The science-fiction anthology’s latest season features an automated pizza delivery accident.
During a presentation at 2018’s Consumer Electronics Show, Pizza Hut announced plans for an automated delivery car and the Twitter account for sci-fi Netflix series Black Mirror reminded us why that is a terrible idea.
The race to design, produce and perfect automated transportation has been quietly on for years, but in the last handful, the possibility has become a more serious and publicly acknowledged reality. From personal vehicles to public transportation, our role in manually controlling where we go and how we get there is on the cusp of dissipating. During a presentation at CES 2018 yesterday, carmakers Toyota and Mazda, along with rideshare companies Didi and Uber, Pizza Hut, and Amazon illustrated just how close we are to relinquishing that control.
In what was teased as an exciting leap into the future of delivery, the companies previewed their electric autonomous shuttle—or e-Palette vehicle—that may soon be dropping people and their packages to their desired locations. For fans of Black Mirror, the announcement was a bit ominous. Following the season’s release in late November, the automated pizza delivery vehicle became a much talked about concept, mostly for its timeliness and its subtle, but creepy role in the near-future episode “Crocodile.”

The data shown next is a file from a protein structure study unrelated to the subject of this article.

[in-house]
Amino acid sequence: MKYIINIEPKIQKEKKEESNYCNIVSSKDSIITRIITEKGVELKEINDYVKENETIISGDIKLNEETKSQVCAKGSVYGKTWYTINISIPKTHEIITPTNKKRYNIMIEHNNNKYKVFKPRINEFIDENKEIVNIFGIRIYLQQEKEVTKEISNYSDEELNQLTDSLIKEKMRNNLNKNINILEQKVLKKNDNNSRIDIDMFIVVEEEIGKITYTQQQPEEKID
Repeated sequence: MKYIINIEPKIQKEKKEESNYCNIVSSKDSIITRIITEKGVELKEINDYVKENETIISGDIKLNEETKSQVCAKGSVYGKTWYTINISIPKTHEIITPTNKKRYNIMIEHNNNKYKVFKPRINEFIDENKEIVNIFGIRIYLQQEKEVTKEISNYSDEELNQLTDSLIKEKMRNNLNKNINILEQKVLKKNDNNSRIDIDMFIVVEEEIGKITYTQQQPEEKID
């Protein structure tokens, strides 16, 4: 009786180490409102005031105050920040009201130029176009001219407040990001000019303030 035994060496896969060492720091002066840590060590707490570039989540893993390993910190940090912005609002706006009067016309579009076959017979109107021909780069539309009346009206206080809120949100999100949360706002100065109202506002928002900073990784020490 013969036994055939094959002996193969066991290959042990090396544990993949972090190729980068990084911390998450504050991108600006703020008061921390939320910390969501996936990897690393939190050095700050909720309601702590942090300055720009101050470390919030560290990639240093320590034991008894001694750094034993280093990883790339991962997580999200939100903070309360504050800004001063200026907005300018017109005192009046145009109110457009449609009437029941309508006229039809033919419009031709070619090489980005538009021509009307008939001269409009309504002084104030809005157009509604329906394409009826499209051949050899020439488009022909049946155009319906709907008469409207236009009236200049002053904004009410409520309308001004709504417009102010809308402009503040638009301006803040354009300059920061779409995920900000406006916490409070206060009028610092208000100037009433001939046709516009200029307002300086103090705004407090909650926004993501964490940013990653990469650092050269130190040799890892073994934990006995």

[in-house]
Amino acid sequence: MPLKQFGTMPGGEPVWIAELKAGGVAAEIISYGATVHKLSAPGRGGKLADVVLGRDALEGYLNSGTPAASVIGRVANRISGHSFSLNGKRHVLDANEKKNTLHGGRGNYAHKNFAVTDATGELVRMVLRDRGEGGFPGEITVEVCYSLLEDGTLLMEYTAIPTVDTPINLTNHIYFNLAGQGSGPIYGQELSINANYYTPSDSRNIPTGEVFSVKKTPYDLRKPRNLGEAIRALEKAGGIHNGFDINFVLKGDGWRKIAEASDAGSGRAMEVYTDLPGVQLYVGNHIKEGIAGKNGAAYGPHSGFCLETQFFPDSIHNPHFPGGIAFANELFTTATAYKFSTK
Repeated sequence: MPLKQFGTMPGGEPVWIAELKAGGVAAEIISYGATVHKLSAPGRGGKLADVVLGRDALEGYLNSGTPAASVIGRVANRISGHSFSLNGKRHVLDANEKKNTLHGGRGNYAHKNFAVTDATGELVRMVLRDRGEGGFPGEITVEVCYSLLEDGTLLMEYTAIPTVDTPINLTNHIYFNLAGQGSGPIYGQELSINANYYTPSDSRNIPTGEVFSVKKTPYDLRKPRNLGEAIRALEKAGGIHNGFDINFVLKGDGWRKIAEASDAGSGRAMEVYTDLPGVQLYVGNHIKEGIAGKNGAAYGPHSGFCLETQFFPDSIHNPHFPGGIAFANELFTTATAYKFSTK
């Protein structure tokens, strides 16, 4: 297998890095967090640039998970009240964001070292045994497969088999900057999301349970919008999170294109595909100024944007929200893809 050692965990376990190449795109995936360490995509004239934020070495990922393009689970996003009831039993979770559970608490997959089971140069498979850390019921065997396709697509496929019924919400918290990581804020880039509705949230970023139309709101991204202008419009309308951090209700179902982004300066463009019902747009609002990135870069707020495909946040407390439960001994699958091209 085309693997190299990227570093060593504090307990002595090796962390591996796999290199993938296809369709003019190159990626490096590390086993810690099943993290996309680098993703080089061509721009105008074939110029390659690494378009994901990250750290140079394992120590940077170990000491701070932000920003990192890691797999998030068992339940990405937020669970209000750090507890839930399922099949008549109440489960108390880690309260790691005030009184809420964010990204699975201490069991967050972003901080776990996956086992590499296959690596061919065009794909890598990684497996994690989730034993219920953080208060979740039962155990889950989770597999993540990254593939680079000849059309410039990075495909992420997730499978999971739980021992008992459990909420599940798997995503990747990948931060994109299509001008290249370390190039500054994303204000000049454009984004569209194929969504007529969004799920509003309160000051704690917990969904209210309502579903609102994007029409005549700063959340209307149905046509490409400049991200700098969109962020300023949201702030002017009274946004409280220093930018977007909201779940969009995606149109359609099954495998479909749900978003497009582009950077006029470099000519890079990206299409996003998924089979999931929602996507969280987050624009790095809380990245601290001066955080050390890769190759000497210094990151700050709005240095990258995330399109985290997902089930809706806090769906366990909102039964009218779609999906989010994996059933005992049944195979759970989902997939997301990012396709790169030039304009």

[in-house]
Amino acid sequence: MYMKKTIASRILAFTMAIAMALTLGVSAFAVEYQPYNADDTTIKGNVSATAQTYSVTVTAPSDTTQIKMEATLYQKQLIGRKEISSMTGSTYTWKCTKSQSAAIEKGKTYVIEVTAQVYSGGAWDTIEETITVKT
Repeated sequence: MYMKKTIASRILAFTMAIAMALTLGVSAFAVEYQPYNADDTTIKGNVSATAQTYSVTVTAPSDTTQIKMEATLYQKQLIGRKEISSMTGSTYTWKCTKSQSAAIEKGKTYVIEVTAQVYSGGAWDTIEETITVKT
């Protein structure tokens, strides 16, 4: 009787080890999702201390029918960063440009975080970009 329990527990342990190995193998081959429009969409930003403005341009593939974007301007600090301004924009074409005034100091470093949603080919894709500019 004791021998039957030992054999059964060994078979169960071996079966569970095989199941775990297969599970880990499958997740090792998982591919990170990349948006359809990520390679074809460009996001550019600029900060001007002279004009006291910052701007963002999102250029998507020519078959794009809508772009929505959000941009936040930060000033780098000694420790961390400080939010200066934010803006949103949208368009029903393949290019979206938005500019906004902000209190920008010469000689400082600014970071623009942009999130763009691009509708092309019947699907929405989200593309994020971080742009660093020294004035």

Food actually plays a pretty frightening role throughout the science fiction anthology’s latest batch of episodes, from its innocuous ability to “capture” our DNA to how our desire for instant hunger relief can blind us to the horrors of both invasive technology and the mind itself. The latter is what the series explores in “Crocodile,” through a hiccup with a seemingly harmless automated pizza delivery vehicle which strikes a pedestrian. The event leads one insurance claims agent right into a startling case, that forces viewers to question the role of privacy, memory, and government access in our lives.
Wasting not a beat to promote one of its perfectly relevant cautionary tales, the Black Mirror Twitter account took a hilarious jab at Pizza Hut’s own social media announcement, which featured the pizza maker’s version of an “e-Palette” vehicle.
Some of the responses were even better, the tweet triggering a small stand-off between one Twitter user and frozen pizza maker Digiorno, and even resulting in someone writing an episode plot line.
The concept of technology smart enough to entirely replace us—or have actual conversations with us—has been a source of science-fiction driven anxiety for decades. Thanks to Black Mirror and Pizza Hut, we can now anguish over whether our demand for food delivery will end up being our downfall.